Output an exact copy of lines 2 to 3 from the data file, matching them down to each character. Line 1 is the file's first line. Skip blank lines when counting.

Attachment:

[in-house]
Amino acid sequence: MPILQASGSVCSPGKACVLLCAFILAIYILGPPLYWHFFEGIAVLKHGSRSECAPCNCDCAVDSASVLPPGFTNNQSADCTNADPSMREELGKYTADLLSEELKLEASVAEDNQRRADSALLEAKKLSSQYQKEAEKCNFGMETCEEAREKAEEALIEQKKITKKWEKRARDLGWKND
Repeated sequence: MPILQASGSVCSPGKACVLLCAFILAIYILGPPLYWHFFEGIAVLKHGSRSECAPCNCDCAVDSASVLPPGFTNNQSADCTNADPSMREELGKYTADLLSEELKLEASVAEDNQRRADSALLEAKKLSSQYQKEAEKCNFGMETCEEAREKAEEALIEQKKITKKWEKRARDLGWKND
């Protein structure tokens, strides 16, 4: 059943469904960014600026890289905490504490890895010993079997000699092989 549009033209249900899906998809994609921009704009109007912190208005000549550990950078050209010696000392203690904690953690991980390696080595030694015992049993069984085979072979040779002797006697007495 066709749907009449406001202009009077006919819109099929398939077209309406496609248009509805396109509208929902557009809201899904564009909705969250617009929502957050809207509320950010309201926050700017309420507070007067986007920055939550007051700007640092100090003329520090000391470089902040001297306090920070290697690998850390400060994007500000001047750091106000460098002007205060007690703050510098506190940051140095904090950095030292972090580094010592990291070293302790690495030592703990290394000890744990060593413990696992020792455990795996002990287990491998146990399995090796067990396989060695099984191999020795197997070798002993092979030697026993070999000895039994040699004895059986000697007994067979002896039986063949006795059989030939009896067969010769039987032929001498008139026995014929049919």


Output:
Amino acid sequence: MPILQASGSVCSPGKACVLLCAFILAIYILGPPLYWHFFEGIAVLKHGSRSECAPCNCDCAVDSASVLPPGFTNNQSADCTNADPSMREELGKYTADLLSEELKLEASVAEDNQRRADSALLEAKKLSSQYQKEAEKCNFGMETCEEAREKAEEALIEQKKITKKWEKRARDLGWKND
Repeated sequence: MPILQASGSVCSPGKACVLLCAFILAIYILGPPLYWHFFEGIAVLKHGSRSECAPCNCDCAVDSASVLPPGFTNNQSADCTNADPSMREELGKYTADLLSEELKLEASVAEDNQRRADSALLEAKKLSSQYQKEAEKCNFGMETCEEAREKAEEALIEQKKITKKWEKRARDLGWKND